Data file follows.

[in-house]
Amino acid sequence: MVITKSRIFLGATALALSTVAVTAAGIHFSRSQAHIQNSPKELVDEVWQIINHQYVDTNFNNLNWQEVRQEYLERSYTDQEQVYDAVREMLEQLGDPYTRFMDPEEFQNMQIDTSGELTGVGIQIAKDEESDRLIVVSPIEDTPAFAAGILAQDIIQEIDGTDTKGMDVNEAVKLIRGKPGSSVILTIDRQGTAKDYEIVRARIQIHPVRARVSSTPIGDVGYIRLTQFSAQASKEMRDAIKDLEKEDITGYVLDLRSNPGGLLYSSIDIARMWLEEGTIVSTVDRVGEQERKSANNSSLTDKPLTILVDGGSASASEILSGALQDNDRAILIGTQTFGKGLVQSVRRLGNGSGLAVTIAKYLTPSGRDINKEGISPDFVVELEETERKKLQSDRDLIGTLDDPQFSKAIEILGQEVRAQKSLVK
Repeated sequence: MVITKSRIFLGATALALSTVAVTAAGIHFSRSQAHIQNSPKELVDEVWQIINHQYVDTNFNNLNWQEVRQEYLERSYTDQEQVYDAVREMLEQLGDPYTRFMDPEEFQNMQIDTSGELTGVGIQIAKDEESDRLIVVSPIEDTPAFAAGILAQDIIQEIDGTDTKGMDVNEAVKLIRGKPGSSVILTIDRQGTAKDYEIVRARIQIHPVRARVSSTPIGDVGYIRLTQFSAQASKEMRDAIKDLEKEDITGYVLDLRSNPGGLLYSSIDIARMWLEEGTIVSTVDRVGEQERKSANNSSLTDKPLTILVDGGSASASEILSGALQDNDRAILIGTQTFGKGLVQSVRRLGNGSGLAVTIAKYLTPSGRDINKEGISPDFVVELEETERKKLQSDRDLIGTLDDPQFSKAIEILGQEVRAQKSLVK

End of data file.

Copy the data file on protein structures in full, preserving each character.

[in-house]
Amino acid sequence: MVITKSRIFLGATALALSTVAVTAAGIHFSRSQAHIQNSPKELVDEVWQIINHQYVDTNFNNLNWQEVRQEYLERSYTDQEQVYDAVREMLEQLGDPYTRFMDPEEFQNMQIDTSGELTGVGIQIAKDEESDRLIVVSPIEDTPAFAAGILAQDIIQEIDGTDTKGMDVNEAVKLIRGKPGSSVILTIDRQGTAKDYEIVRARIQIHPVRARVSSTPIGDVGYIRLTQFSAQASKEMRDAIKDLEKEDITGYVLDLRSNPGGLLYSSIDIARMWLEEGTIVSTVDRVGEQERKSANNSSLTDKPLTILVDGGSASASEILSGALQDNDRAILIGTQTFGKGLVQSVRRLGNGSGLAVTIAKYLTPSGRDINKEGISPDFVVELEETERKKLQSDRDLIGTLDDPQFSKAIEILGQEVRAQKSLVK
Repeated sequence: MVITKSRIFLGATALALSTVAVTAAGIHFSRSQAHIQNSPKELVDEVWQIINHQYVDTNFNNLNWQEVRQEYLERSYTDQEQVYDAVREMLEQLGDPYTRFMDPEEFQNMQIDTSGELTGVGIQIAKDEESDRLIVVSPIEDTPAFAAGILAQDIIQEIDGTDTKGMDVNEAVKLIRGKPGSSVILTIDRQGTAKDYEIVRARIQIHPVRARVSSTPIGDVGYIRLTQFSAQASKEMRDAIKDLEKEDITGYVLDLRSNPGGLLYSSIDIARMWLEEGTIVSTVDRVGEQERKSANNSSLTDKPLTILVDGGSASASEILSGALQDNDRAILIGTQTFGKGLVQSVRRLGNGSGLAVTIAKYLTPSGRDINKEGISPDFVVELEETERKKLQSDRDLIGTLDDPQFSKAIEILGQEVRAQKSLVK